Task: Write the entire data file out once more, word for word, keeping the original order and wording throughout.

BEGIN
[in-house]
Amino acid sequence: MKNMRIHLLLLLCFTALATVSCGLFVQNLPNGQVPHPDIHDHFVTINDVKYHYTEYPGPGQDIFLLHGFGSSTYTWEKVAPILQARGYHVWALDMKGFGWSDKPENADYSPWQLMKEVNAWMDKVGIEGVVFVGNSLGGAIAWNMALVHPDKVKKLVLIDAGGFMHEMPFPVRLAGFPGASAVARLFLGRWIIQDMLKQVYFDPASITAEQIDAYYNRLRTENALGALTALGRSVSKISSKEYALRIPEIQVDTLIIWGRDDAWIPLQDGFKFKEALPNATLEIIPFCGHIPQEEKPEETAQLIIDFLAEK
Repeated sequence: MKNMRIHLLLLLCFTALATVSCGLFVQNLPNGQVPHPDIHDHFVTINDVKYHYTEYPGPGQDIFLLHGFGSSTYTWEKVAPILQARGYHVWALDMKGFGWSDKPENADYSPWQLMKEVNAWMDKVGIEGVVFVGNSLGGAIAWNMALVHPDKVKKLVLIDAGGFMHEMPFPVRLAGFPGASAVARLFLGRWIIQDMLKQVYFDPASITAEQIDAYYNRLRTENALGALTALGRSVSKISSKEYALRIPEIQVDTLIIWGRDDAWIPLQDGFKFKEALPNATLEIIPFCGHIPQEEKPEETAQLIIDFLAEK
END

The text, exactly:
[in-house]
Amino acid sequence: MKNMRIHLLLLLCFTALATVSCGLFVQNLPNGQVPHPDIHDHFVTINDVKYHYTEYPGPGQDIFLLHGFGSSTYTWEKVAPILQARGYHVWALDMKGFGWSDKPENADYSPWQLMKEVNAWMDKVGIEGVVFVGNSLGGAIAWNMALVHPDKVKKLVLIDAGGFMHEMPFPVRLAGFPGASAVARLFLGRWIIQDMLKQVYFDPASITAEQIDAYYNRLRTENALGALTALGRSVSKISSKEYALRIPEIQVDTLIIWGRDDAWIPLQDGFKFKEALPNATLEIIPFCGHIPQEEKPEETAQLIIDFLAEK
Repeated sequence: MKNMRIHLLLLLCFTALATVSCGLFVQNLPNGQVPHPDIHDHFVTINDVKYHYTEYPGPGQDIFLLHGFGSSTYTWEKVAPILQARGYHVWALDMKGFGWSDKPENADYSPWQLMKEVNAWMDKVGIEGVVFVGNSLGGAIAWNMALVHPDKVKKLVLIDAGGFMHEMPFPVRLAGFPGASAVARLFLGRWIIQDMLKQVYFDPASITAEQIDAYYNRLRTENALGALTALGRSVSKISSKEYALRIPEIQVDTLIIWGRDDAWIPLQDGFKFKEALPNATLEIIPFCGHIPQEEKPEETAQLIIDFLAEK